With FIFA 19, we get to the end of a month filled to the brim with sports titles. How does EA’s title compare to Pro Evolution Soccer 19, which arrived a few weeks earlier?
On the surface, not much has changed in FIFA 19 and a lot of emphasis during the pre-release period was placed on EA’s acquisition of the Champions League license. And yes, that is indeed a big deal because it also means they essentially took it away from PES, and EA wasn’t shy about rubbing our noses in it.
FIFA 19’s promo material also heavily featured Ronaldo (who also featured in 18), although they had to quickly photoshop a Juventus jersey over his Real Madrid getup when he made the switch to Italy. But although the novelty of the Champions League license is very clear, the improvements in-game are much more subtle.
In fact, there aren’t too many unless you look for them or notice them because you were still playing FIFA 18 recently (or pulled the games up side by side, like we did). There’s only one new game mode worth mentioning, although it’s a fun one with elements that resonate with NBA Live’s new direction as well. In Kick Off mode, you can now set up special conditions for the games you play, emphasizing (for instance) a play style that rewards goals scored from long distance. Alternatively, if you’re not a player with an affinity to technical subtlety, then you can pretty much do away with the ref and make it a free for all with no danger of getting a yellow or red card for all the fouls you commit.
The changes in Kick Off are welcome, though they lean towards a more arcade-like experience rather than improve the football simulation at FIFA’s core. It’s a bit of a trend this year, as we’ve seen similar things in NHL 19 and the aforementioned NBA Live 19, but ultimately it’ll probably be the existing and already popular modes that people will spend the most of their time with. Ultimate Team is back of course, and it’s been made a little more accessible with shorter leagues that aren’t as demanding of your time. If you’re not into online competition, however, the changes are minor and you might be more drawn to The Journey.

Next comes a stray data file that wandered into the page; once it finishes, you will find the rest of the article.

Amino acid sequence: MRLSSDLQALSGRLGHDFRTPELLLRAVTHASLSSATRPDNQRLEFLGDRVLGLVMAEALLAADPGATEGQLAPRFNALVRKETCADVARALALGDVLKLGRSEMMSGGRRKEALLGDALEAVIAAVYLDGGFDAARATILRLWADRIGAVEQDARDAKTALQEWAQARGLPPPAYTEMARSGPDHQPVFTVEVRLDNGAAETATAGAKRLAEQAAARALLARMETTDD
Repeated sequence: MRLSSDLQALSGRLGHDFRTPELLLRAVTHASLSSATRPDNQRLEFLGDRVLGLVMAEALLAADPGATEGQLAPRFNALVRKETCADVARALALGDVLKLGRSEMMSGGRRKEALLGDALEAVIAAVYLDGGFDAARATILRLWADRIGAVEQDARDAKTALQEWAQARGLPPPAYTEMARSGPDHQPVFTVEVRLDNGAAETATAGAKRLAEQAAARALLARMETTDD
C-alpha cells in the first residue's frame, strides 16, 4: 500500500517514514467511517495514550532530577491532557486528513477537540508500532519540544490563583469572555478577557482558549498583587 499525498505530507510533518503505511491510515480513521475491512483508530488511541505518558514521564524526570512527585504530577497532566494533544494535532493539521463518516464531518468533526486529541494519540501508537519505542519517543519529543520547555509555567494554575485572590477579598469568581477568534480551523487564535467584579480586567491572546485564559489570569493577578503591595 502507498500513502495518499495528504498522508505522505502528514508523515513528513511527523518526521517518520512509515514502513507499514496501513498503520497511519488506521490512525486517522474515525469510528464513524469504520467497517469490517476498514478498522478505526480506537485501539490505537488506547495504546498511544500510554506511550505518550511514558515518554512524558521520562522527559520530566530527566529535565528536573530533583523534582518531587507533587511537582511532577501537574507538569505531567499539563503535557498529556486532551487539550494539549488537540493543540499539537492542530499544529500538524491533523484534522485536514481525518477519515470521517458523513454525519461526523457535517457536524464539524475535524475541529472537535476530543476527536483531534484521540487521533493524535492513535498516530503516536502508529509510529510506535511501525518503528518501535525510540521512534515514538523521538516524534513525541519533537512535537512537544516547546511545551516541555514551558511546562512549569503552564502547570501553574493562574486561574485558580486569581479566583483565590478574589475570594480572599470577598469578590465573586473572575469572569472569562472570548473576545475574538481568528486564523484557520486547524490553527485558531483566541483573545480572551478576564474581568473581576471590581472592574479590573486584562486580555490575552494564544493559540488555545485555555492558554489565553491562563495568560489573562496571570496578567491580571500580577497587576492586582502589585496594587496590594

FIFA’s story-driven mode is back again this year, and it’s “more of the same” in both the good and the bad sense. You get three story avenues to explore this time around (including a female version) and you’re free to switch between them at will, which is a nice touch. The story arcs are becoming a bit more predictable though, and “The Journey” doesn’t feel as fresh anymore in its third year. I suppose the same thing happened to the first five Rocky movies, so let’s see if EA will reinvent themselves next year.
The actual on-pitch gameplay has received several minor enhancements though – most of which are geared towards making the experience more realistic. Funnily enough, this is the same direction we saw Pro Evolution 19 take, as both franchises struggle to really innovate this year. In FIFA, it’s all about little touches that are quite welcome. Shoot on goal with too much haste and you might get a shot off with your wrong foot – which can result in a miss-kick as it does in real life. You’ll also see more failed passes and more unpredictable duels – all making for a more realistic experience without becoming too frustrating. FIFA 19 still has those insane headers with the distance and accuracy of a regular pass, but overall it’s a definite (though subtle) improvement.
The audiovisual presentation is still excellent and the licensed content is better than ever, so existing players will certainly grab this. There’s a more polished game here than in PES 19, but FIFA 19 does feel like an annual update more so than previous versions did.